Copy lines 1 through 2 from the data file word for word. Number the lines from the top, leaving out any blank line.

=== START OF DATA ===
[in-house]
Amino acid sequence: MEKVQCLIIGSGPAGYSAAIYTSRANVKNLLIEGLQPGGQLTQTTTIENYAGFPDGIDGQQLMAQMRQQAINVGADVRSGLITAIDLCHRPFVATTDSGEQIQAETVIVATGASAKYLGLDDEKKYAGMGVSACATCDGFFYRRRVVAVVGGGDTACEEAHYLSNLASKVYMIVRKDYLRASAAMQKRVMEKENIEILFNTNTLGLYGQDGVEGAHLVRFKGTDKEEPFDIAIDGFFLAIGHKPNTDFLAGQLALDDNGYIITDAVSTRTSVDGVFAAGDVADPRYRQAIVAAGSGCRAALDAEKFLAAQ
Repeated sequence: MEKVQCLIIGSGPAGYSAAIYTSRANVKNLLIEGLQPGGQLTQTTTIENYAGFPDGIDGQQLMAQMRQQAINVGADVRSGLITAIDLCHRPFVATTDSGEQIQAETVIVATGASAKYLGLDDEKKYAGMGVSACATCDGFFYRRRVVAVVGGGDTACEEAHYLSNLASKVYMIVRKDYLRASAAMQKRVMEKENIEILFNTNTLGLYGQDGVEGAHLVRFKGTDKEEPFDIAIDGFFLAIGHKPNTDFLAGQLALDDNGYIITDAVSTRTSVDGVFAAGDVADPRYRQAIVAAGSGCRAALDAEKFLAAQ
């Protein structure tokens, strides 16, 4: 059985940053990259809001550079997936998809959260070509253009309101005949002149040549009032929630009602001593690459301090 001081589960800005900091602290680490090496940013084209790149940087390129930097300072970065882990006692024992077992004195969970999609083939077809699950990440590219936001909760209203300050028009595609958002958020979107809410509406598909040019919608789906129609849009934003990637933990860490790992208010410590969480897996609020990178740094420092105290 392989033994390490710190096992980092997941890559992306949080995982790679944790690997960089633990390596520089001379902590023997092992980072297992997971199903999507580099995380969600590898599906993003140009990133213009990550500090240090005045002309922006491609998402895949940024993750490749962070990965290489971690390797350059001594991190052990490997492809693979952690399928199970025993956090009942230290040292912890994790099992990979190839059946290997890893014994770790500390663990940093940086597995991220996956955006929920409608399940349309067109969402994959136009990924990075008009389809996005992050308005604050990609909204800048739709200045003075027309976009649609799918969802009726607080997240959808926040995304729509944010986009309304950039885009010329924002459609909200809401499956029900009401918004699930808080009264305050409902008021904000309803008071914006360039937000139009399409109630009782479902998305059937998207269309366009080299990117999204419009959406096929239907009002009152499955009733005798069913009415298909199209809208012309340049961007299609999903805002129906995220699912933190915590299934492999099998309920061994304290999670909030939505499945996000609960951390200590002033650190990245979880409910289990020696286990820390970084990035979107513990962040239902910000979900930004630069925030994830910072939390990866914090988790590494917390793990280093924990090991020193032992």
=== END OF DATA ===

[in-house]
Amino acid sequence: MEKVQCLIIGSGPAGYSAAIYTSRANVKNLLIEGLQPGGQLTQTTTIENYAGFPDGIDGQQLMAQMRQQAINVGADVRSGLITAIDLCHRPFVATTDSGEQIQAETVIVATGASAKYLGLDDEKKYAGMGVSACATCDGFFYRRRVVAVVGGGDTACEEAHYLSNLASKVYMIVRKDYLRASAAMQKRVMEKENIEILFNTNTLGLYGQDGVEGAHLVRFKGTDKEEPFDIAIDGFFLAIGHKPNTDFLAGQLALDDNGYIITDAVSTRTSVDGVFAAGDVADPRYRQAIVAAGSGCRAALDAEKFLAAQ